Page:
I don't have an opinion on whether it should be the easiest or hardest...however I do personally believe that the last hole should be one of if not THEE most interesting hole on the entire course. Whether that be in beauty or creativity, you want to give the players and fans something to remember. 

post #47 of 64
Quote:
Originally Posted by phan52 View Post
 

I love it when the 18th offers the possibility of a train wreck. Winged Foot in the 2006 Open had one of the more memorable finishes in US Open history. 18 at Carnoustie is another.

The finish at Winged Foot may have had more to do with the pressure that the difficulty of 18. 18 is the number 8 stroke hole. Monty and the other contenders (Phil etc) just chocked down the stretch.

 

I would be interested in the data but I would guess that pars threes are the most difficult for the pros.

 

The only thing I don't like about having 18 as the hardest hole is that someone will almost always be getting or giving a shot on the final hole in a net match.

post #48 of 64
Quote:
Originally Posted by VOX View Post
 
Quote:
Originally Posted by phan52 View Post
 

I love it when the 18th offers the possibility of a train wreck. Winged Foot in the 2006 Open had one of the more memorable finishes in US Open history. 18 at Carnoustie is another.

The finish at Winged Foot may have had more to do with the pressure that the difficulty of 18. 18 is the number 8 stroke hole. Monty and the other contenders (Phil etc) just chocked down the stretch.

 

I would be interested in the data but I would guess that pars threes are the most difficult for the pros.

 

The only thing I don't like about having 18 as the hardest hole is that someone will almost always be getting or giving a shot on the final hole in a net match.

 

In case you aren't aware of it, being the #8 handicap has little to do with the difficulty of the hole  All that means is that a bogey golfer is about half as likely to need a stroke over a scratch golfer as he is on the #2 handicap hole.  Easier holes are often ranked higher because they are easy for both types of players, so a bogey player is more likely to need a stroke because he simply doesn't hit the ball as well.  On my home course, the #1 handicap hole is only 340 yards with an easy layup off the tee, but because of a carry over water on the second shot, it's harder for the bogey golfer, thus he gets a stroke there.  Handicap ranking has only a marginal relationship with difficulty, and usually is opposite of what most players think it should be.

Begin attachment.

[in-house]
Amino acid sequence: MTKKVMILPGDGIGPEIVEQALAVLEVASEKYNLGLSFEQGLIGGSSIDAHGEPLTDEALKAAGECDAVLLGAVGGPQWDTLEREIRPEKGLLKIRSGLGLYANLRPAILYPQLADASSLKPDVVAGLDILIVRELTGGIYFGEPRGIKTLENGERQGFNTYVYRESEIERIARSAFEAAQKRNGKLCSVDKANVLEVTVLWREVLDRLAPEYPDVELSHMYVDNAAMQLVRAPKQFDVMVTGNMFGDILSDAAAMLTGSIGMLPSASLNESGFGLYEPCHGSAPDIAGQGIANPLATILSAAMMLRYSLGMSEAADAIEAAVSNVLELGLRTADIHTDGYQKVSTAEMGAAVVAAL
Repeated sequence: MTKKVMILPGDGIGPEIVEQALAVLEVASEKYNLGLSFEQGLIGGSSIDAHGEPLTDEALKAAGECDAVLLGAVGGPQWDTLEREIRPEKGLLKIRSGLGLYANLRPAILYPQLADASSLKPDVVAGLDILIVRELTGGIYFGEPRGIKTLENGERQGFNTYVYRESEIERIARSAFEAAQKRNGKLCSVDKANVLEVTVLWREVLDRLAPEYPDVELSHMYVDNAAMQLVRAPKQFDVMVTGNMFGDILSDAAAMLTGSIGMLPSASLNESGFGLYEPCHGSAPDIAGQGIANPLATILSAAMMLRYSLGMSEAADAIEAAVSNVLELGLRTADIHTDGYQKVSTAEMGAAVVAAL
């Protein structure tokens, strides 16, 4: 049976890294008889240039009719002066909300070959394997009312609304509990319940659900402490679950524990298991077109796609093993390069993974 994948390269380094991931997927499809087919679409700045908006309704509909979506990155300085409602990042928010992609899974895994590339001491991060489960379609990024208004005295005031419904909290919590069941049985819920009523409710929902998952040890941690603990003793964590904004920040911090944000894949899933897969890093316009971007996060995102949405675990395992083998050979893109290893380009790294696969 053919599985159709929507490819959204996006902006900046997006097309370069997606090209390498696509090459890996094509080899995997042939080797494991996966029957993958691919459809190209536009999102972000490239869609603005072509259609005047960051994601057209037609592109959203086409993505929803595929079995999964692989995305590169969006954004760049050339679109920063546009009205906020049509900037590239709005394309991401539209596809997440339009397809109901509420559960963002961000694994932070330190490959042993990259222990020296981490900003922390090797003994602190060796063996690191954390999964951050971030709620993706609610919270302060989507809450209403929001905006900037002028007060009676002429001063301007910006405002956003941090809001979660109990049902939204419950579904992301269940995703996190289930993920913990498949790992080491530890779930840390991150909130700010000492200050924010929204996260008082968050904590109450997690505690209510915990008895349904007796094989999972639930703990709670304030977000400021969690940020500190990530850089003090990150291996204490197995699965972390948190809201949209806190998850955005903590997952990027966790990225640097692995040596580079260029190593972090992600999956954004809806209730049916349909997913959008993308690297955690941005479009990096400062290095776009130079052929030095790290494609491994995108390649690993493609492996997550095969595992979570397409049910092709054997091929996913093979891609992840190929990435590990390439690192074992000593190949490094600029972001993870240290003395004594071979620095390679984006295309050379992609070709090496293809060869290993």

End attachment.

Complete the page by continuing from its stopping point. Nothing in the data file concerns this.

post #49 of 64

Yes I am aware of that but I find that the correlation between handicap ranking and difficulty tends to be fairly strong. To say it has little to do with it or is only marginal seems like a bit of an overstatement in my experience.

post #50 of 64
Quote:
Originally Posted by VOX View Post

Yes I am aware of that but I find that the correlation between handicap ranking and difficulty tends to be fairly strong. To say it has little to do with it or is only marginal seems like a bit of an overstatement in my experience.

For lower handicappers, the relationship is often inverted. Par fives are the easiest holes and par threes are the more difficult ones.
post #51 of 64
Quote:
Originally Posted by VOX View Post
 

Yes I am aware of that but I find that the correlation between handicap ranking and difficulty tends to be fairly strong. To say it has little to do with it or is only marginal seems like a bit of an overstatement in my experience.

 

All I'm saying is that if you really watch, the harder holes area rarely the #1 or #2 handicap on a properly rated course, because they are hard for everyone, not just for bogey golfers.  On my home course, the hardest 2 holes are the #4 and #6 handicap (#18 and #12 respectively), and the 11th hole, one of the easiest par 5 holes, is the #2 handicap.  #3 handicap is a front 9 par 5.

post #52 of 64

The 18th leaves me empty as it is the last hole - I prefer a par 4 with some challenge - water left of green starting about 75 yards out, bunker right of green. Punishment for leaving it right off the tee - but fair with enough room for escape.

post #53 of 64
Quote:
Originally Posted by Mr. Desmond View Post

The 18th leaves me empty as it is the last hole - I prefer a par 4 with some challenge - water left of green starting about 75 yards out, bunker right of green. Punishment for leaving it right off the tee - but fair with enough room for escape.

This is exactly what I was thinking. Something that requires some thinking, and offers a reward for some strategy. Having a par 4 offering a risk/reward shot, as well as a layup opportunity for par. A little temptation to finish on a strong note if you want, or to try to finish on a par. A hole set up like this would definitely have some landscaping to it, so pars not a gimme
post #54 of 64

My Club's finishing hole is a Par 5 and it plays as a 3 strokes (unless you can carry 300 yds off the tee).

I would never like to see a finishin ghole as a Par 3. Played one nice course with a Par 3 18th hole and it was absolutely strange... din't like it at all (and it was a very short par 3)